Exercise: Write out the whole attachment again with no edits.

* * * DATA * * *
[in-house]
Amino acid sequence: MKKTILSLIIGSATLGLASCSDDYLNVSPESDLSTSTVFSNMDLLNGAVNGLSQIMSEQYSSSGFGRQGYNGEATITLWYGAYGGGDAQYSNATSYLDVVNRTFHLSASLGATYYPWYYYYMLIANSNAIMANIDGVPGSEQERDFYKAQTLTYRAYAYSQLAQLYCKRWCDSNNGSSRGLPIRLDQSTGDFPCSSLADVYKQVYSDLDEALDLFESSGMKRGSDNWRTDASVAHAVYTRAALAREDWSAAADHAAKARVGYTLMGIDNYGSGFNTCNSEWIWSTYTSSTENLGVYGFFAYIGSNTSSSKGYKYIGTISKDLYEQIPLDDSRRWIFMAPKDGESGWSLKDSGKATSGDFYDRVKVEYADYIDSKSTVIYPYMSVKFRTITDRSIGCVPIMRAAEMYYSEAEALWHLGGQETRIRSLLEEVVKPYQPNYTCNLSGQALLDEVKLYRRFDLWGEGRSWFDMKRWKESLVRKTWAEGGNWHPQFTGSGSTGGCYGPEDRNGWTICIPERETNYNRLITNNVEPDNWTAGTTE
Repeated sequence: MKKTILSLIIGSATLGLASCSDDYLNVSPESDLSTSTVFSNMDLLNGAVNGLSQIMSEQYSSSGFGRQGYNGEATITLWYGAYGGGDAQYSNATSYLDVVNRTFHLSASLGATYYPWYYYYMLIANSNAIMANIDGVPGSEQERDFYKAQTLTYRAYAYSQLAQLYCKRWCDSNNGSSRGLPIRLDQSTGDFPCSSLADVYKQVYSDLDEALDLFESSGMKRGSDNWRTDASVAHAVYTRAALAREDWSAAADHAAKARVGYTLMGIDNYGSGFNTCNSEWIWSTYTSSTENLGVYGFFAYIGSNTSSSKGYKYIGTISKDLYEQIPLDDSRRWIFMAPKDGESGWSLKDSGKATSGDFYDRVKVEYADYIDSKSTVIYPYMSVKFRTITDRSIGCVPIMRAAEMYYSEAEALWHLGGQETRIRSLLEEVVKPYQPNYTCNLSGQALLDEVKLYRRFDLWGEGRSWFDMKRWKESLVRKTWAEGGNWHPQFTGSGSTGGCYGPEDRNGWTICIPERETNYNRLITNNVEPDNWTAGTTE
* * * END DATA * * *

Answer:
[in-house]
Amino acid sequence: MKKTILSLIIGSATLGLASCSDDYLNVSPESDLSTSTVFSNMDLLNGAVNGLSQIMSEQYSSSGFGRQGYNGEATITLWYGAYGGGDAQYSNATSYLDVVNRTFHLSASLGATYYPWYYYYMLIANSNAIMANIDGVPGSEQERDFYKAQTLTYRAYAYSQLAQLYCKRWCDSNNGSSRGLPIRLDQSTGDFPCSSLADVYKQVYSDLDEALDLFESSGMKRGSDNWRTDASVAHAVYTRAALAREDWSAAADHAAKARVGYTLMGIDNYGSGFNTCNSEWIWSTYTSSTENLGVYGFFAYIGSNTSSSKGYKYIGTISKDLYEQIPLDDSRRWIFMAPKDGESGWSLKDSGKATSGDFYDRVKVEYADYIDSKSTVIYPYMSVKFRTITDRSIGCVPIMRAAEMYYSEAEALWHLGGQETRIRSLLEEVVKPYQPNYTCNLSGQALLDEVKLYRRFDLWGEGRSWFDMKRWKESLVRKTWAEGGNWHPQFTGSGSTGGCYGPEDRNGWTICIPERETNYNRLITNNVEPDNWTAGTTE
Repeated sequence: MKKTILSLIIGSATLGLASCSDDYLNVSPESDLSTSTVFSNMDLLNGAVNGLSQIMSEQYSSSGFGRQGYNGEATITLWYGAYGGGDAQYSNATSYLDVVNRTFHLSASLGATYYPWYYYYMLIANSNAIMANIDGVPGSEQERDFYKAQTLTYRAYAYSQLAQLYCKRWCDSNNGSSRGLPIRLDQSTGDFPCSSLADVYKQVYSDLDEALDLFESSGMKRGSDNWRTDASVAHAVYTRAALAREDWSAAADHAAKARVGYTLMGIDNYGSGFNTCNSEWIWSTYTSSTENLGVYGFFAYIGSNTSSSKGYKYIGTISKDLYEQIPLDDSRRWIFMAPKDGESGWSLKDSGKATSGDFYDRVKVEYADYIDSKSTVIYPYMSVKFRTITDRSIGCVPIMRAAEMYYSEAEALWHLGGQETRIRSLLEEVVKPYQPNYTCNLSGQALLDEVKLYRRFDLWGEGRSWFDMKRWKESLVRKTWAEGGNWHPQFTGSGSTGGCYGPEDRNGWTICIPERETNYNRLITNNVEPDNWTAGTTE